Romani peoples do not constitute an ethnic majority in any of the many nation-states of the world where they reside. In the opinion of some activists, attempting to consolidate a transnational political identity based on policies or projects that exclude Romani peoples outside of Europe only serves to hinder efforts that advocate for recognition and representation in terms of human rights, linguistic and cultural rights, and legal, medical or educational reform in the global community of nations internationally. Clearly, dissemination of information to raise awareness, through festivals, museums, local communities and academia, among others, remains a high priority. At the same time, communication, computer and Web technologies, as well as social networks, have inspired online activism and advocacy. Networks of communities are able to organize public events and inform the public at large about racism and discrimination, and to voice support for women`s rights and education. Finally, translators as well can be considered agents of significant social change, as translation studies research on translation activists and translation movements continues to reveal.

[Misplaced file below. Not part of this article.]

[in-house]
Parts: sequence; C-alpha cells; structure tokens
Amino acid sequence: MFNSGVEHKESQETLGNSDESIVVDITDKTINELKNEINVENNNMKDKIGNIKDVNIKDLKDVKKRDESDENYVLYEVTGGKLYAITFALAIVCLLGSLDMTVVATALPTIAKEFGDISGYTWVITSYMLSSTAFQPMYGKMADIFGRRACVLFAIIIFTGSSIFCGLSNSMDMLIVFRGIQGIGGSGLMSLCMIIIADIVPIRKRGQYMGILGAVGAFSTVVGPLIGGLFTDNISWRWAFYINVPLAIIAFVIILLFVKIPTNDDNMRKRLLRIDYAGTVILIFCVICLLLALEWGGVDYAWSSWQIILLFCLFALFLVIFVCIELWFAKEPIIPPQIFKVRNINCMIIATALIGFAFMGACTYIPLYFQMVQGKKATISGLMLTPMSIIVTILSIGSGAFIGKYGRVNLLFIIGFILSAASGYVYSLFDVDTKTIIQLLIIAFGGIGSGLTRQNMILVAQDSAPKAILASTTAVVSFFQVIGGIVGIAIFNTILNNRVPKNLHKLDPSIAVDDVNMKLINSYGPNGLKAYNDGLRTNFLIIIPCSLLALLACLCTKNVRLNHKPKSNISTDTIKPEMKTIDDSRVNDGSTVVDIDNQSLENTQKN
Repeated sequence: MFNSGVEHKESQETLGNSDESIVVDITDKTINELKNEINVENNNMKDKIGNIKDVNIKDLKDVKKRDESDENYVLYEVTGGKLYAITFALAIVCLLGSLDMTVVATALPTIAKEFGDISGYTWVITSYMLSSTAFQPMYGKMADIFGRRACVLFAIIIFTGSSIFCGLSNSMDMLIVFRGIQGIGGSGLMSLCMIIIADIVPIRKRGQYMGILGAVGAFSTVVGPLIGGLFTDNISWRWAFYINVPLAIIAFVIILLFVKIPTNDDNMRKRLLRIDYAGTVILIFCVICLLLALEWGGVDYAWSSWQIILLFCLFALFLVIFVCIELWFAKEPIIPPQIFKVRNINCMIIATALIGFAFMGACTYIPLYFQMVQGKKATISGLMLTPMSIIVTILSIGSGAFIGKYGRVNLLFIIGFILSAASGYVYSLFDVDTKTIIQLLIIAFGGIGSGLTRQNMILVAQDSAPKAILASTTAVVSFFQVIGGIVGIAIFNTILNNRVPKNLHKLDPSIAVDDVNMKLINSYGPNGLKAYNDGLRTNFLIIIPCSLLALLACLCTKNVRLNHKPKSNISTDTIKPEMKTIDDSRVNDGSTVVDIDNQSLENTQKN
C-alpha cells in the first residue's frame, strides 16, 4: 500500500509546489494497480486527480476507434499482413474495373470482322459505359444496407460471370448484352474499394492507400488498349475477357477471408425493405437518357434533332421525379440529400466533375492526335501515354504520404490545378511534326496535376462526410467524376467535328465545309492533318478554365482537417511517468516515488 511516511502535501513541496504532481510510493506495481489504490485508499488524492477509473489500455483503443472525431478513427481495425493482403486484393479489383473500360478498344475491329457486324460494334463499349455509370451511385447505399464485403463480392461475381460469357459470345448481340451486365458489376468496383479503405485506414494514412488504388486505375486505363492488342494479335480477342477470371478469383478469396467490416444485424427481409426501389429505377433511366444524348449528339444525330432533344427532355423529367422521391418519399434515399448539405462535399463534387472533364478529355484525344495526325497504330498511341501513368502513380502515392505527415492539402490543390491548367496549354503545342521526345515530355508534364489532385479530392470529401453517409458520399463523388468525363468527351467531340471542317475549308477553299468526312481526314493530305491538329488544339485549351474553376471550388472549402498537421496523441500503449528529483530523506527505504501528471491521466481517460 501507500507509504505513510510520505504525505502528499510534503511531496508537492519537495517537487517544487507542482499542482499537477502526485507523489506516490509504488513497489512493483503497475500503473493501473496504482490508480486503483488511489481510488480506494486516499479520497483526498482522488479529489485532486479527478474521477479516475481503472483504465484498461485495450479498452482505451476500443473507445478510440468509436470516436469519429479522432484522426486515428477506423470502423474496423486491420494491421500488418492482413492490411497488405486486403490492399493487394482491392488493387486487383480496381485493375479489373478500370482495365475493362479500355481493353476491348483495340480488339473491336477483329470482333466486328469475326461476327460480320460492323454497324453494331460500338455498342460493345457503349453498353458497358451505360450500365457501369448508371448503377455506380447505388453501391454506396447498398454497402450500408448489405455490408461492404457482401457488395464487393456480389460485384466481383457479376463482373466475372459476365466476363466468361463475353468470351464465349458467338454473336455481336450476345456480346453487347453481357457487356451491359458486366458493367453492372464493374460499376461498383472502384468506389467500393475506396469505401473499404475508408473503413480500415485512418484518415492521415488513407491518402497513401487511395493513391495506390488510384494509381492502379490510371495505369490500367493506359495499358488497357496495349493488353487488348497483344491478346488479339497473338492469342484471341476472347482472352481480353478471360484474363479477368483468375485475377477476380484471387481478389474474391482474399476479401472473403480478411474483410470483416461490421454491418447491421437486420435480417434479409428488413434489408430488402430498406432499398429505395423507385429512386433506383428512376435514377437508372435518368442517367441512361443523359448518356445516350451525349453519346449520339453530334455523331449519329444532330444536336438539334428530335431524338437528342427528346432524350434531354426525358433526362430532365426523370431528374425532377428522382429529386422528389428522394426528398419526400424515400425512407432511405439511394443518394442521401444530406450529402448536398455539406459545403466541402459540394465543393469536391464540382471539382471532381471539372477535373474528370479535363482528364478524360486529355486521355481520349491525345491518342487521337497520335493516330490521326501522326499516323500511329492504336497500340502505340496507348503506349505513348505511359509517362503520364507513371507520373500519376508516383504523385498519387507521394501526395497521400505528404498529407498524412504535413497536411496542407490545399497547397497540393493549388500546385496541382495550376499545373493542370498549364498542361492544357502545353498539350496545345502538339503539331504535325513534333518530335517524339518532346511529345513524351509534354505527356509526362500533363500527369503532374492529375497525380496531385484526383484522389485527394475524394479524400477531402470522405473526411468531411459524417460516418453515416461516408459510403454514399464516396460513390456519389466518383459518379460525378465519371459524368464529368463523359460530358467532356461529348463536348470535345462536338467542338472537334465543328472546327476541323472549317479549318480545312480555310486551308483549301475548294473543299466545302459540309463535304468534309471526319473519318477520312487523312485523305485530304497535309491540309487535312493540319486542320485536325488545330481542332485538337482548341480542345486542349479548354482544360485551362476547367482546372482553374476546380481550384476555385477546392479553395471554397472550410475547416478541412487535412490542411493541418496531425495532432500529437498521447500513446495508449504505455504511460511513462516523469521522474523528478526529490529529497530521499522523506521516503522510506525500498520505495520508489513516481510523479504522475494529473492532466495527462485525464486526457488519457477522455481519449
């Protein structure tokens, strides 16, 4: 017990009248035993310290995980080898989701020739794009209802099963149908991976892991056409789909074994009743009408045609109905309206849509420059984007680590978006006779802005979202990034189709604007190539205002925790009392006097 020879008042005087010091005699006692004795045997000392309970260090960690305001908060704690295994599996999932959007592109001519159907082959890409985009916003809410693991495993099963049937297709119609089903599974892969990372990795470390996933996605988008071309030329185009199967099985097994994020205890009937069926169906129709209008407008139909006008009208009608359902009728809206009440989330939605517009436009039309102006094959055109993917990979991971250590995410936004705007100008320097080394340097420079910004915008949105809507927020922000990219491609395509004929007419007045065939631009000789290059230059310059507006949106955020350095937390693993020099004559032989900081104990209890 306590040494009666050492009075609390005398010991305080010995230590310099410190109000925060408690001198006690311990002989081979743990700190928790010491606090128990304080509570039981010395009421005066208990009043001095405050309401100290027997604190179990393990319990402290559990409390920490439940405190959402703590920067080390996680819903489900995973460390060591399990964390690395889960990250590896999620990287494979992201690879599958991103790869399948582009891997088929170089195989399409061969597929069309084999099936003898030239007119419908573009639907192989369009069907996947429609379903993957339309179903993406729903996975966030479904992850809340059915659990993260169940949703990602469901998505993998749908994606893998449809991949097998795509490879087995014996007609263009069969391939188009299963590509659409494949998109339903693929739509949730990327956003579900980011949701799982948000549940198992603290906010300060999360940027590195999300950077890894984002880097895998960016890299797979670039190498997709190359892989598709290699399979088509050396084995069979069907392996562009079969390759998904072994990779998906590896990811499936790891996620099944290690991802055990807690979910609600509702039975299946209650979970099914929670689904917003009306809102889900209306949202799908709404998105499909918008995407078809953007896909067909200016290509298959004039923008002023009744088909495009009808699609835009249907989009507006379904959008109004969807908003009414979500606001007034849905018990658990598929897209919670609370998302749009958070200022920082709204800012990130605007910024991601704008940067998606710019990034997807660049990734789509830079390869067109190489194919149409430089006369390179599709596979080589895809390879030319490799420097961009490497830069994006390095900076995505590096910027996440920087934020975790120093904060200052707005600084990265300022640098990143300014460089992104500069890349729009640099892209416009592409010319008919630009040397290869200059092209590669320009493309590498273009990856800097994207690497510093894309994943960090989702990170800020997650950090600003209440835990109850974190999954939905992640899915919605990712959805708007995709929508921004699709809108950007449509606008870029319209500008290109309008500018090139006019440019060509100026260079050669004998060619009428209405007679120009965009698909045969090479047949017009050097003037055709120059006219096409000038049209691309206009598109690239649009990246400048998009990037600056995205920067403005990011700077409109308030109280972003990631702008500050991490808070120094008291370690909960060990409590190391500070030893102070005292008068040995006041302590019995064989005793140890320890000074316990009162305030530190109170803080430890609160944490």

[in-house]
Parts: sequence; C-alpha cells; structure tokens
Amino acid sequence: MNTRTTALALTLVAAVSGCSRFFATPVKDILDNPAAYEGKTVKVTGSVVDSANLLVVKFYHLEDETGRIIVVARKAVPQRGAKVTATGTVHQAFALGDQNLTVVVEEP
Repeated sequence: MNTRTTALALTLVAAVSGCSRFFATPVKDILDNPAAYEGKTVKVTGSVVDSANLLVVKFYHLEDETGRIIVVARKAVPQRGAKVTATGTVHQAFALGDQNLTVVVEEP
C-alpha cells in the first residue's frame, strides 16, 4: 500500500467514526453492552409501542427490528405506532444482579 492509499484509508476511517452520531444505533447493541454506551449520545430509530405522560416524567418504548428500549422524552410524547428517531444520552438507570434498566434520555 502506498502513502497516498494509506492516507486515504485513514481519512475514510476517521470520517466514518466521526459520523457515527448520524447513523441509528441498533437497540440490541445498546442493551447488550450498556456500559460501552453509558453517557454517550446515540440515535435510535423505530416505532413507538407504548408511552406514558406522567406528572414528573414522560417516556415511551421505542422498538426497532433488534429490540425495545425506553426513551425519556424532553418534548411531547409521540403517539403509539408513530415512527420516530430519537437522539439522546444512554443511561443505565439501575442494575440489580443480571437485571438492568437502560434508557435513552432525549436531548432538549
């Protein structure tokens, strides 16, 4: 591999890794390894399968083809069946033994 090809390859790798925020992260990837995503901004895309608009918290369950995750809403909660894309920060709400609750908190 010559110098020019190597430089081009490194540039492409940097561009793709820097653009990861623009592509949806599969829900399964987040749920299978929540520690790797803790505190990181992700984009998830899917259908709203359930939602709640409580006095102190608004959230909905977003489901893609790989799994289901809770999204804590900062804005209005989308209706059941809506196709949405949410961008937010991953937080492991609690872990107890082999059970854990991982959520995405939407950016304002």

Fact Sheets on Roma, "Institutionalisation and Emancipation", Council of Europe Romani Projekt, University of Graz, Austria. Available online.
Feys, Cara, "Towards a New Paradigm of the Nation: The Case of the Roma", PATRIN. Available online.
Goodwin, Morag (2004), "The Romani Claim to Non-Territorial Nation Status. Recognition from an International Legal Perspective", ERRC. Available online.
Klímová-Alexander, Ilona (2005), The Romani Voice in World Politics. The United Nations and Non-State Actors (Aldershot: Ashgate Publishing Ltd.)
Liégeois, Jean-Pierre (2007), Roms en Europe (Strasbourg: Éditions du Conseil de l`Europe.
Pogány, István (2004), The Roma Café. Human Rights & The Plight of the Romani People, London: Pluto Press.
Sigona, Nando and Trehan, Nidhi (eds), Romani Politics in Contemporary Europe. Poverty, Ethnic Mobilization, and the Neoliberal Order (New York: Palgrave Macmillan, 2009).
Tymoczko, Maria (2010), Translation, Resistance, Activism, Amherst, Boston: University of Massachusetts Press.
Vermeersch, Peter (2006), The Romani Movement. Minority Politics & Ethnic Mobilization in Contemporary Central Europe, New York, Oxford: Berghahn Books.
Willers, Marc (ed), Ensuring access to rights for Roma and Travellers. The role of the European Court of Human Rights (Strasbourg: Council of Europe, 2009). Available online.
Trobul ma tolmach. (Kalderash)
Trubuj ma nakhavno. (Gurbeti)
Trubuj mange jekh boldari. (Lovari)
Trubul man jek tumachi. (Xoraxane)